Opinion: New polls -- one national, one from Ohio -- have glad tidings for Obama


This article was originally on a blog post platform and may be missing photos, graphics or links. See About archive blog posts.

With the Democratic presidential race finally settled, there’s been a ‘modest bump’ for Barack Obama in the Gallup organization’s continual nationwide survey of voter preferences.

Today’s report showed Obama leading John McCain by 6 percentage points, 48% to 42%.

The pollsters write that Obama ‘has consistently held a lead of 5 to 7 percentage points each night since it was reported that Hillary Clinton intended to suspend her campaign. These represent Obama’s strongest showing versus McCain to date’ in the daily tracking poll.

Obama’s forces no doubt are heartened by that; McCain’s strategists will be heartened if the margin stays roughly at that level over the next few days and doesn’t escalate to double digits.


Both campaigns, though, appreciate that in our electoral college system the national figures, which are indicative of a general trend, aren’t nearly as useful to them as readings from certain key states, such as those from the University of Cincinnati’s Ohio Poll, which released some new results today.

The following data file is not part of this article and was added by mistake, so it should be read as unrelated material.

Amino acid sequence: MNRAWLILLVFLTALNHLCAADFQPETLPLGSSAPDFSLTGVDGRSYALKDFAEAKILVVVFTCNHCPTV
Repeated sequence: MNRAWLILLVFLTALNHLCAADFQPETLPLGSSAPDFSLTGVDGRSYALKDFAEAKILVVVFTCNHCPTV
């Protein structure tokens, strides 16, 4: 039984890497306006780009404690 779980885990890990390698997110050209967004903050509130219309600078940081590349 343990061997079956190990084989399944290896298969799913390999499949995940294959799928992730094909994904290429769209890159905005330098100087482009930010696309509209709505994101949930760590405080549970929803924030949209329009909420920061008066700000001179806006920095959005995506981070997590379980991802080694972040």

The survey questioned more than 1,300 state residents -- a large sample group -- from mid-May through early June. It eschewed candidate matchups, focusing instead on two other matters: attitudes toward President Bush and the state’s governor, Democrat Ted Strickland (assumed to be on Obama’s starter list of veep prospects).

The findings on Bush delineate the challenging environment for McCain in Ohio, currently considered an absolute must-win for him in his White House quest. The president’s favorable/unfavorable rating in the state is slightly better than it was a month ago, but it still represents a stiff wind McCain must overcome.

In an April survey, 74% of Ohioans disapproved ...

... of Bush’s job performance, with 25% approving -- a whopping 49-percentage-point gap. The current numbers are 68% disapproval, 29% approval -- a still daunting 39-point margin for the Republican seeking to replace him.

Strickland, a former congressman who rode GOP disarray into the governorship in 2006, posted strong overall job performance ratings: 61% of his constituents said they approved of how he’s done, 25% said they did not.

But an additional finding -- on his handling of the economy -- could undercut Strickland’s running-mate potential. His approval figure dropped to 51% on this issue, while his disapproval number rose to 38%.

Peruse the entire poll here.


On the subject of Ohio, also worth reading is this look by The Times’ Peter Wallsten at discontent within the state’s Republican ranks over McCain’s organizational efforts -- or more precisely, the lack thereof.

-- Don Frederick